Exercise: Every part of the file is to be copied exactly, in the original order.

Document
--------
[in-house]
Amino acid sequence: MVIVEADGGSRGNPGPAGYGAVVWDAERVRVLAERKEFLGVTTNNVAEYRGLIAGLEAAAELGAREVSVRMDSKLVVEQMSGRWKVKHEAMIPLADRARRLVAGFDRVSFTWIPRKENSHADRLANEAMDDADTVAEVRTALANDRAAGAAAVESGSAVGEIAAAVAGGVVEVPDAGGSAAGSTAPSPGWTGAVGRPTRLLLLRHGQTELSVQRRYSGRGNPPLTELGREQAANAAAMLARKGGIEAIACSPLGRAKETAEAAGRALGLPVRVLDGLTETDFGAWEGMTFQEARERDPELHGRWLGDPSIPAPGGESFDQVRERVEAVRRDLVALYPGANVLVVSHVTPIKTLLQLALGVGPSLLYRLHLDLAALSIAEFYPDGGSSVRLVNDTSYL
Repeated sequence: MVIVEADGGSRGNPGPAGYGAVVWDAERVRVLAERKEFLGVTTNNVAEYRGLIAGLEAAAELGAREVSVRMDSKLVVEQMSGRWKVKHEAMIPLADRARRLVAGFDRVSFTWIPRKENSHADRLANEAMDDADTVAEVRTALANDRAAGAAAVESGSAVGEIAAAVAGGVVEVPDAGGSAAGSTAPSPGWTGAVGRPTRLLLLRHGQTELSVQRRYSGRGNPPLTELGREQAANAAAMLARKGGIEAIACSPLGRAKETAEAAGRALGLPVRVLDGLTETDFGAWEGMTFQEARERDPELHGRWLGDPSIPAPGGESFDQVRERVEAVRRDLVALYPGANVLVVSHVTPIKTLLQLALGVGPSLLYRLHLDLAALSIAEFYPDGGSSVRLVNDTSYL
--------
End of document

[in-house]
Amino acid sequence: MVIVEADGGSRGNPGPAGYGAVVWDAERVRVLAERKEFLGVTTNNVAEYRGLIAGLEAAAELGAREVSVRMDSKLVVEQMSGRWKVKHEAMIPLADRARRLVAGFDRVSFTWIPRKENSHADRLANEAMDDADTVAEVRTALANDRAAGAAAVESGSAVGEIAAAVAGGVVEVPDAGGSAAGSTAPSPGWTGAVGRPTRLLLLRHGQTELSVQRRYSGRGNPPLTELGREQAANAAAMLARKGGIEAIACSPLGRAKETAEAAGRALGLPVRVLDGLTETDFGAWEGMTFQEARERDPELHGRWLGDPSIPAPGGESFDQVRERVEAVRRDLVALYPGANVLVVSHVTPIKTLLQLALGVGPSLLYRLHLDLAALSIAEFYPDGGSSVRLVNDTSYL
Repeated sequence: MVIVEADGGSRGNPGPAGYGAVVWDAERVRVLAERKEFLGVTTNNVAEYRGLIAGLEAAAELGAREVSVRMDSKLVVEQMSGRWKVKHEAMIPLADRARRLVAGFDRVSFTWIPRKENSHADRLANEAMDDADTVAEVRTALANDRAAGAAAVESGSAVGEIAAAVAGGVVEVPDAGGSAAGSTAPSPGWTGAVGRPTRLLLLRHGQTELSVQRRYSGRGNPPLTELGREQAANAAAMLARKGGIEAIACSPLGRAKETAEAAGRALGLPVRVLDGLTETDFGAWEGMTFQEARERDPELHGRWLGDPSIPAPGGESFDQVRERVEAVRRDLVALYPGANVLVVSHVTPIKTLLQLALGVGPSLLYRLHLDLAALSIAEFYPDGGSSVRLVNDTSYL